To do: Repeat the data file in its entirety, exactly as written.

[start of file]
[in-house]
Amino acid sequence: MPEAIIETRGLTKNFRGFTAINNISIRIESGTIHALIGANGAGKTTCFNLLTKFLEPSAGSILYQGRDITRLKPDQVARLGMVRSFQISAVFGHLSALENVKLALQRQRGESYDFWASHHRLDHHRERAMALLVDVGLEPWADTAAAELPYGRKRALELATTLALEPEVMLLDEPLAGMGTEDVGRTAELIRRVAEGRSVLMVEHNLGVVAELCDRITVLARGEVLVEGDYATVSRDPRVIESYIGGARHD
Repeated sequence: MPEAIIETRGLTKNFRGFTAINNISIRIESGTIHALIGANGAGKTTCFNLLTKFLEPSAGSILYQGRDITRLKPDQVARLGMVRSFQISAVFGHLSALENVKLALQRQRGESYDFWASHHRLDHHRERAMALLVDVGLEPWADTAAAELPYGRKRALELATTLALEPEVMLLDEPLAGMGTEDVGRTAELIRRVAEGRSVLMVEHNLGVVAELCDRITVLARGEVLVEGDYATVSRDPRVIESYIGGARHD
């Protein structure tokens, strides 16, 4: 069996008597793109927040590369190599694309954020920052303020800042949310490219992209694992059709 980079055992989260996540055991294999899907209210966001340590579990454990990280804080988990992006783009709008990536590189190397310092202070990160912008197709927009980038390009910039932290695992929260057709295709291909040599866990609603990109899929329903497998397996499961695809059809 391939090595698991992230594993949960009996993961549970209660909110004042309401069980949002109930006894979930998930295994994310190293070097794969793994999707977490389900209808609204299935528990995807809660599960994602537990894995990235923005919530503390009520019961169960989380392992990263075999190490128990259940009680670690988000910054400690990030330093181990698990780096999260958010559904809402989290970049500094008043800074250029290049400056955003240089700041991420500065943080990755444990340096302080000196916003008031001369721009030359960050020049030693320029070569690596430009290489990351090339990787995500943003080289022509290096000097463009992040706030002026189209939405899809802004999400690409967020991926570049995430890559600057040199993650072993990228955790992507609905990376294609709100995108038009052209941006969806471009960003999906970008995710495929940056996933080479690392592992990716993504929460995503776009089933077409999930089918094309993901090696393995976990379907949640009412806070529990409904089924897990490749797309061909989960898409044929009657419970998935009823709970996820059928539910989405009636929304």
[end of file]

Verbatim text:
[in-house]
Amino acid sequence: MPEAIIETRGLTKNFRGFTAINNISIRIESGTIHALIGANGAGKTTCFNLLTKFLEPSAGSILYQGRDITRLKPDQVARLGMVRSFQISAVFGHLSALENVKLALQRQRGESYDFWASHHRLDHHRERAMALLVDVGLEPWADTAAAELPYGRKRALELATTLALEPEVMLLDEPLAGMGTEDVGRTAELIRRVAEGRSVLMVEHNLGVVAELCDRITVLARGEVLVEGDYATVSRDPRVIESYIGGARHD
Repeated sequence: MPEAIIETRGLTKNFRGFTAINNISIRIESGTIHALIGANGAGKTTCFNLLTKFLEPSAGSILYQGRDITRLKPDQVARLGMVRSFQISAVFGHLSALENVKLALQRQRGESYDFWASHHRLDHHRERAMALLVDVGLEPWADTAAAELPYGRKRALELATTLALEPEVMLLDEPLAGMGTEDVGRTAELIRRVAEGRSVLMVEHNLGVVAELCDRITVLARGEVLVEGDYATVSRDPRVIESYIGGARHD
């Protein structure tokens, strides 16, 4: 069996008597793109927040590369190599694309954020920052303020800042949310490219992209694992059709 980079055992989260996540055991294999899907209210966001340590579990454990990280804080988990992006783009709008990536590189190397310092202070990160912008197709927009980038390009910039932290695992929260057709295709291909040599866990609603990109899929329903497998397996499961695809059809 391939090595698991992230594993949960009996993961549970209660909110004042309401069980949002109930006894979930998930295994994310190293070097794969793994999707977490389900209808609204299935528990995807809660599960994602537990894995990235923005919530503390009520019961169960989380392992990263075999190490128990259940009680670690988000910054400690990030330093181990698990780096999260958010559904809402989290970049500094008043800074250029290049400056955003240089700041991420500065943080990755444990340096302080000196916003008031001369721009030359960050020049030693320029070569690596430009290489990351090339990787995500943003080289022509290096000097463009992040706030002026189209939405899809802004999400690409967020991926570049995430890559600057040199993650072993990228955790992507609905990376294609709100995108038009052209941006969806471009960003999906970008995710495929940056996933080479690392592992990716993504929460995503776009089933077409999930089918094309993901090696393995976990379907949640009412806070529990409904089924897990490749797309061909989960898409044929009657419970998935009823709970996820059928539910989405009636929304």